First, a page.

As you may have read, Morgan Stanley recently disclosed that one of its employees – an advisor named Galen Marsh – stole account information from up to 10% of its wealth management clients (roughly 350,000 people) and posted a portion of this information online in the hope of ultimately selling the full details. On the heels of recent cyber-attacks on Target and Sony, this customer security breach demonstrates how internal threats can be just as problematic for large firms as those from external sources.
Morgan Stanley’s quick discovery of the information leak and swift firing of Marsh probably prevented any significant long-term damage, but many have been left wondering what steps could have been taken to prevent something like this from happening in the first place. One issue with combating inside threats is the difficulty of determining whether employees are retrieving customer data for actual business matters or using it for illegal purposes. In a memo to employees, Greg Fleming, president of Morgan Stanley’s wealth management division, said that “(w)hile the situation is disappointing, it is always difficult to prevent harm caused by those willing to steal.”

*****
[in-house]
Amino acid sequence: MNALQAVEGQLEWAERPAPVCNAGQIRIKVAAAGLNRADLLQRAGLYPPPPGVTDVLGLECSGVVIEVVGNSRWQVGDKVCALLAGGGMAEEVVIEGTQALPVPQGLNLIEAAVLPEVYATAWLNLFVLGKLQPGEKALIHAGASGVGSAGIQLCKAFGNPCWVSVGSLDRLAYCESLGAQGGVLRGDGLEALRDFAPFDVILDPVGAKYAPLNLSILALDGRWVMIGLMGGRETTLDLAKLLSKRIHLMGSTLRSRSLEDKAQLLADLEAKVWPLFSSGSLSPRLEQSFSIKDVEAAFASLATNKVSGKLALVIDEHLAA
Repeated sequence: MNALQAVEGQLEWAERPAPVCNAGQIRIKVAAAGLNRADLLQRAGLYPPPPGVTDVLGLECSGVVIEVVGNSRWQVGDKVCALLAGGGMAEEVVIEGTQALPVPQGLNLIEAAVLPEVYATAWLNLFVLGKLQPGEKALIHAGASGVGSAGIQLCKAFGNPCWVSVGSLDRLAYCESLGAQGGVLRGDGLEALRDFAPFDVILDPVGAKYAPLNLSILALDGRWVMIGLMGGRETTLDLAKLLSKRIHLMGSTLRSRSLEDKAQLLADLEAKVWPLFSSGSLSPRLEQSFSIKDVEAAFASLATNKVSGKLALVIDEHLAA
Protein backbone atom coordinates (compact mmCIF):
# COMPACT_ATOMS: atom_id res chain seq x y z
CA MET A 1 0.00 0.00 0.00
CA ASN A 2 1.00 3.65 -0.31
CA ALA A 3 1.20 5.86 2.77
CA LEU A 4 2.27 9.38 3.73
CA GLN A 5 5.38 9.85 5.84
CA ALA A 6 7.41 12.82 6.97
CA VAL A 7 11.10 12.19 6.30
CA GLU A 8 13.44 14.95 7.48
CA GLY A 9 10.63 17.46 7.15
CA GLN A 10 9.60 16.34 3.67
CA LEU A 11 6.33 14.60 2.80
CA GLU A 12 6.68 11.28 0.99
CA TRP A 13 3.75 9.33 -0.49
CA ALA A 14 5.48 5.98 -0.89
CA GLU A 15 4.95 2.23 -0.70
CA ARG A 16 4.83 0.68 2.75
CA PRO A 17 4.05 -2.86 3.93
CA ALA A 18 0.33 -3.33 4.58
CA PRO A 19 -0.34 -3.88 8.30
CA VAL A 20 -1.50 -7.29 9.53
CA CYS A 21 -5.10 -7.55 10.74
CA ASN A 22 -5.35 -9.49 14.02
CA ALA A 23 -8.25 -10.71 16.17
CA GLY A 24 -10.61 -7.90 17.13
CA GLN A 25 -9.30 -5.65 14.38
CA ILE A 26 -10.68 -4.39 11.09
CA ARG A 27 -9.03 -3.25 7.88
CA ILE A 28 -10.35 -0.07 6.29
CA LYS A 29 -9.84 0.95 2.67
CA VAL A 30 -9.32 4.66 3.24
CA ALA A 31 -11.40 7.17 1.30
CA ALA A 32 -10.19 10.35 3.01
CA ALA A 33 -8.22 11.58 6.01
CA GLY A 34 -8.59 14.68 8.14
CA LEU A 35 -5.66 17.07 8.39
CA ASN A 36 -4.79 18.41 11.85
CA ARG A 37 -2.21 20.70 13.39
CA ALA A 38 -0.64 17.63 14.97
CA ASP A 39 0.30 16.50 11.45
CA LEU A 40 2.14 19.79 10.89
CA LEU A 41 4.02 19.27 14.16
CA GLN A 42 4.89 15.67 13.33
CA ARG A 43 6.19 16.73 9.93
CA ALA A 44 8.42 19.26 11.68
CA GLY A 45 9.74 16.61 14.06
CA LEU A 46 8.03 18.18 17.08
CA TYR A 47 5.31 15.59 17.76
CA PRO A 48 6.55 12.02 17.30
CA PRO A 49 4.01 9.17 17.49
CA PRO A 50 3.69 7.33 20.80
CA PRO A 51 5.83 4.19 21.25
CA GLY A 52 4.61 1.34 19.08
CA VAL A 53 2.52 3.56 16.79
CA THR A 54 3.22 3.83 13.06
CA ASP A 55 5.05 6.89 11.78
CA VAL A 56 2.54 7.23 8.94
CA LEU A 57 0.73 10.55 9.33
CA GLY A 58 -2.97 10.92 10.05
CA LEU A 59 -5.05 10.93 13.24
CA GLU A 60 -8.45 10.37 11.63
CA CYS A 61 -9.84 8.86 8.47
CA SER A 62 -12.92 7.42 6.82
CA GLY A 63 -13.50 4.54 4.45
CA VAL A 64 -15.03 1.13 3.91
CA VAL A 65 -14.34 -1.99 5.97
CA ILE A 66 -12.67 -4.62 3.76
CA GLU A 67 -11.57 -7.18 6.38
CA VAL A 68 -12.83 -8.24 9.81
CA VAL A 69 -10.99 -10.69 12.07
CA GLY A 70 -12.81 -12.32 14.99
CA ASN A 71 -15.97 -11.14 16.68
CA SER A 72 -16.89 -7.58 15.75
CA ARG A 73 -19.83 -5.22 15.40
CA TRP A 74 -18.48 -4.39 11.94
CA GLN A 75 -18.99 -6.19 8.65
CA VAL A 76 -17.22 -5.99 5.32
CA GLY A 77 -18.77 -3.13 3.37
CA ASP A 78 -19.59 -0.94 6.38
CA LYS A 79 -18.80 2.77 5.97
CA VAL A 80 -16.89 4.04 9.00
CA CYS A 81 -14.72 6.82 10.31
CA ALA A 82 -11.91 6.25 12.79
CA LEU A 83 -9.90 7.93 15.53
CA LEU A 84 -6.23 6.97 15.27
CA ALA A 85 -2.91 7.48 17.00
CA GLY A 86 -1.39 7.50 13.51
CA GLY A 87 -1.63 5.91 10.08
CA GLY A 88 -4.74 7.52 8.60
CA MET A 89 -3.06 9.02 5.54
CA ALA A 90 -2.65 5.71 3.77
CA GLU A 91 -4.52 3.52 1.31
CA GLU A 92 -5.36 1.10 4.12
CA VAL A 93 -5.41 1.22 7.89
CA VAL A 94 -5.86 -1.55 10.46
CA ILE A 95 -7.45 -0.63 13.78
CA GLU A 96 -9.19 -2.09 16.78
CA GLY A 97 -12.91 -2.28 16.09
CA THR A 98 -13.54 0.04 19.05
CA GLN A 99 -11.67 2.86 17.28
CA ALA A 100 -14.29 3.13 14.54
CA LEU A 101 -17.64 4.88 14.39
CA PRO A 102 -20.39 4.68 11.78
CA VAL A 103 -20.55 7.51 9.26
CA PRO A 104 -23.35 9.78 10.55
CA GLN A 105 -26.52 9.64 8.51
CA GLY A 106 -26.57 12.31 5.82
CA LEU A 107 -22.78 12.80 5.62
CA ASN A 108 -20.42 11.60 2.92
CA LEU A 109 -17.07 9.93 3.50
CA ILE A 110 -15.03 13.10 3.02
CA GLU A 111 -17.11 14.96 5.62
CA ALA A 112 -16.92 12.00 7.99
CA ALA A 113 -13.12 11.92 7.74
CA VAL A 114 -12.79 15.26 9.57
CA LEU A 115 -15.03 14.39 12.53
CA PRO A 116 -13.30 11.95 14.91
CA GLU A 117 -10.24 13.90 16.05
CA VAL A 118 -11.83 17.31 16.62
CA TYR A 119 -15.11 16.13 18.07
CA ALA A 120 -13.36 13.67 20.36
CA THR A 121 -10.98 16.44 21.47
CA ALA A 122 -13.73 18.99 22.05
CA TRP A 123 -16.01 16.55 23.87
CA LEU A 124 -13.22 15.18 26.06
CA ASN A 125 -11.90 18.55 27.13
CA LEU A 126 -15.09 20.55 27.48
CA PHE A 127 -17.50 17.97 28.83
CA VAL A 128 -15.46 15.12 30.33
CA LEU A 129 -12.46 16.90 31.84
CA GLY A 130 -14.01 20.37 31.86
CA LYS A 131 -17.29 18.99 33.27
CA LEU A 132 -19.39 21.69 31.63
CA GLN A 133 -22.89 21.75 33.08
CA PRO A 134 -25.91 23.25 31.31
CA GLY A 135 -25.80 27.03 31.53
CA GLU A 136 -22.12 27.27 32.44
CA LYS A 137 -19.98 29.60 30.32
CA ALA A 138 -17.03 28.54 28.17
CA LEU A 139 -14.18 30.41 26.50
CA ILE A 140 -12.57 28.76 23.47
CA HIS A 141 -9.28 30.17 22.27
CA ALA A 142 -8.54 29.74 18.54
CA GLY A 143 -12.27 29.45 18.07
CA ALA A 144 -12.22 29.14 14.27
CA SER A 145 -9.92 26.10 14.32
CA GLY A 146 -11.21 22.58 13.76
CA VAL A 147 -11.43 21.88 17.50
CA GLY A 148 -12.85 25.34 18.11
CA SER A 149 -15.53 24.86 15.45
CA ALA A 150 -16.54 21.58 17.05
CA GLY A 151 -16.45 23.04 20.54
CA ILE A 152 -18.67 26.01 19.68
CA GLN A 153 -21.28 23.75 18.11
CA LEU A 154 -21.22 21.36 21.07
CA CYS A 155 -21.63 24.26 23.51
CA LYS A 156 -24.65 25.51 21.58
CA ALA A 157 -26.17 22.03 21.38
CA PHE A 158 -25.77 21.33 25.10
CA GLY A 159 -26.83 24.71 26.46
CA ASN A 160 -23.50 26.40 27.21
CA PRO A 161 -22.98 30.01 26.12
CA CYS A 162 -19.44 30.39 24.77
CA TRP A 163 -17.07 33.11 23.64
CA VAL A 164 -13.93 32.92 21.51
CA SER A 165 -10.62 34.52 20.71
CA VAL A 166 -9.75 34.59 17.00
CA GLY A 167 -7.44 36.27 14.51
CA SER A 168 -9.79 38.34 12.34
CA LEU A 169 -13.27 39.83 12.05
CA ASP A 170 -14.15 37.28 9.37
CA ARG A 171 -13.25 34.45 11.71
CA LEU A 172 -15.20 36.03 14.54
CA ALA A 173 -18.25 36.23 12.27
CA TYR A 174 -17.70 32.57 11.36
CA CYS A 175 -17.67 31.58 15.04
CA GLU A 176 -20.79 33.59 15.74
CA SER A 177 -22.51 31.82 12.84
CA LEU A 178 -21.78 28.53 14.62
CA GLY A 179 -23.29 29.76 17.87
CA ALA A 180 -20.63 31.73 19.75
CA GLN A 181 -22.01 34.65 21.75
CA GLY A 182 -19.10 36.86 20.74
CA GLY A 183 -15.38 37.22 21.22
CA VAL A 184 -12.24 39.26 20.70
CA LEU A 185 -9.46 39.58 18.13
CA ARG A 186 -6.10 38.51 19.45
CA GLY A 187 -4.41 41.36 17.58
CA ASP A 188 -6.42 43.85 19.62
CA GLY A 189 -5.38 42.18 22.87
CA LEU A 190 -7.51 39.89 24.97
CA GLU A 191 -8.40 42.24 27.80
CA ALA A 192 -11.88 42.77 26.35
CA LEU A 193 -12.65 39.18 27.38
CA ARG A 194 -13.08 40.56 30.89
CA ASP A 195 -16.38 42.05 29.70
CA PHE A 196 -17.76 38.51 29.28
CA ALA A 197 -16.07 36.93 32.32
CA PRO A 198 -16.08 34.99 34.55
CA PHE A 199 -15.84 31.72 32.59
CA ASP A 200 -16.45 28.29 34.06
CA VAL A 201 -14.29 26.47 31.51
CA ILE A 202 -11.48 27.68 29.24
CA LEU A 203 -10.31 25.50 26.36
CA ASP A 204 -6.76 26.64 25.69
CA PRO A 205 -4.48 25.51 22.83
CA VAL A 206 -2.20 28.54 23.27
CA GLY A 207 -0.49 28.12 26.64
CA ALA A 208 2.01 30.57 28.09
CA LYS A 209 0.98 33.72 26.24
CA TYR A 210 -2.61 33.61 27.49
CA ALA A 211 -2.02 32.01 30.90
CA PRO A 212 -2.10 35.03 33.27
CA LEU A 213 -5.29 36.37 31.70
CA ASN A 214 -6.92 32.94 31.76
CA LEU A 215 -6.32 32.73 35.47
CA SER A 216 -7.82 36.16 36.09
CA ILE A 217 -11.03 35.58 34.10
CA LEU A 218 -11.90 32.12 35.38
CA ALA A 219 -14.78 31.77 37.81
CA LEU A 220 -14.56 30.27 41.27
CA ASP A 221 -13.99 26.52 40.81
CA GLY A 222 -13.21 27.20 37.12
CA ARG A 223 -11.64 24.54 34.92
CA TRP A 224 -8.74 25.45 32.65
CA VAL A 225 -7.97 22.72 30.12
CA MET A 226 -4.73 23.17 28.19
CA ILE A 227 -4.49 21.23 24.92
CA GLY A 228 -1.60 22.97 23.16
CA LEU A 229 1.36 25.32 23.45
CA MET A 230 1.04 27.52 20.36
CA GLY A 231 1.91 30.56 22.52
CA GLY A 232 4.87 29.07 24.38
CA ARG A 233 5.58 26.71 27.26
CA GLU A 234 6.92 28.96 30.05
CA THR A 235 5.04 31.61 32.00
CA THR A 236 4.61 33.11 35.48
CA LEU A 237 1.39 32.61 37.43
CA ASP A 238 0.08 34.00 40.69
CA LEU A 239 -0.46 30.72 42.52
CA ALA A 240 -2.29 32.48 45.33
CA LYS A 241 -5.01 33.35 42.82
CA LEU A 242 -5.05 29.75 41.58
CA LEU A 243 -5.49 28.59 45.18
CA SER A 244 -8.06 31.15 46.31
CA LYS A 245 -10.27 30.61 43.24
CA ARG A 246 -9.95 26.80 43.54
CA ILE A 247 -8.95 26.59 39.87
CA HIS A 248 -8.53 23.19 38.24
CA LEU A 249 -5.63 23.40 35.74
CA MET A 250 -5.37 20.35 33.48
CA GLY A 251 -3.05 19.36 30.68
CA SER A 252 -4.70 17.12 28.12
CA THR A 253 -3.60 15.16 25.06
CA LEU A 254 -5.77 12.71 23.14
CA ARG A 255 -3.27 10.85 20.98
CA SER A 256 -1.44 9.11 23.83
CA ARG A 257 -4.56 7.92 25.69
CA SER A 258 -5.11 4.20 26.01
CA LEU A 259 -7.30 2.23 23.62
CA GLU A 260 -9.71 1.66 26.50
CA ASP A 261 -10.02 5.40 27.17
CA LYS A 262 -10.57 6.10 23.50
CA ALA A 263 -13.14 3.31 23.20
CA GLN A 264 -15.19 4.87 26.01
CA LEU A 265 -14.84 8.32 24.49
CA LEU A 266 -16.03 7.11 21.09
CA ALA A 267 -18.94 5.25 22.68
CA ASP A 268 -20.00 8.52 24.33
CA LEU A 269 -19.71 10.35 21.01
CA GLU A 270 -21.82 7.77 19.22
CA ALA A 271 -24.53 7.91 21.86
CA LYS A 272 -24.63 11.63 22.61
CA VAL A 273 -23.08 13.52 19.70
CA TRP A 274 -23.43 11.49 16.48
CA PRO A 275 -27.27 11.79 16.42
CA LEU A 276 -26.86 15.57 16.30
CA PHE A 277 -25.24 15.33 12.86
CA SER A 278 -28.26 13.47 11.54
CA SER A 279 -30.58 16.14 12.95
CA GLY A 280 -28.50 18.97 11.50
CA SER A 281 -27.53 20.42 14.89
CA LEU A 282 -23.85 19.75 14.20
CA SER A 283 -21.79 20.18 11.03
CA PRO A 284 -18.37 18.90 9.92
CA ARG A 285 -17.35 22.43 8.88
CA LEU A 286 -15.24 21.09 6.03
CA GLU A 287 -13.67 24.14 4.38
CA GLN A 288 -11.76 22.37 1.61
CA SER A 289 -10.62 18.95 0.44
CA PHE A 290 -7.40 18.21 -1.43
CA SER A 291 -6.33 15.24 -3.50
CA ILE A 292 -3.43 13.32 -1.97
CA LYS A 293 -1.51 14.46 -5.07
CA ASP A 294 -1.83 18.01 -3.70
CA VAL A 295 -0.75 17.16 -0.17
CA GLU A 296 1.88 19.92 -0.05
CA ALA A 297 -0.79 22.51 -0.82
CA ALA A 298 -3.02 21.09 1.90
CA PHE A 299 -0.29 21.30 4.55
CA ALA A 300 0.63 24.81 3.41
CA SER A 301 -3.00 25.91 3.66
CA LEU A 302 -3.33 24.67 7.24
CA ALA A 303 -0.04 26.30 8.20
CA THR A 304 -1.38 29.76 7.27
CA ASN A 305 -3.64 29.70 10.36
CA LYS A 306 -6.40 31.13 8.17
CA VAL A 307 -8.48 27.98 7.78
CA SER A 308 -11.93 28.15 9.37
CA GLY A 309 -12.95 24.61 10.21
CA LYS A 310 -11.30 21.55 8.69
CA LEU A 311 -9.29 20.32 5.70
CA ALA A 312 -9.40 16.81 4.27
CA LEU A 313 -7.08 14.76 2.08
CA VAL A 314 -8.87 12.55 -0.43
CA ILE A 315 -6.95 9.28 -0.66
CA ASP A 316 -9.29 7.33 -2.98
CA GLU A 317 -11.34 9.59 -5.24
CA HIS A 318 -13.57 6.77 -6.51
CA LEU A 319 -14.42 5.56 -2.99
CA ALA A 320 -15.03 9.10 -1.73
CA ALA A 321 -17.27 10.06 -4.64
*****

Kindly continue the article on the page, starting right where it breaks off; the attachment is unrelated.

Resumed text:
Nefarious internal employees will always pose a threat (as will external hackers, for that matter), but many firms are taking measures to safeguard client data by enhancing their customer-facing security practices. With the rise of Apple’s Touch ID technology, as well as fingerprint identification software available on other mobile devices, personal security measures are becoming ever stricter. Financial services firms including American Express, Capital One, Discover, E*TRADE and TD Ameritrade have incorporated Touch ID into their login interfaces, allowing users to access their accounts with their fingerprint (provided their device supports Touch ID). This method is more secure than using a typical username and password, which can be stolen or falsified.
USAA is one firm at the forefront of the movement for enhanced personal security. As part of a pilot program launched this past November, USAA began rolling out biometric login features to a limited number of clients with iOS 8 devices. The new optional authentication methods utilize facial or voice recognition software to verify users’ identities before logging them into their USAA accounts. This is an innovative use of the iPhone’s native functionality and something that other firms will probably embrace in the months and years ahead.
Voice Recognition Facial Recognition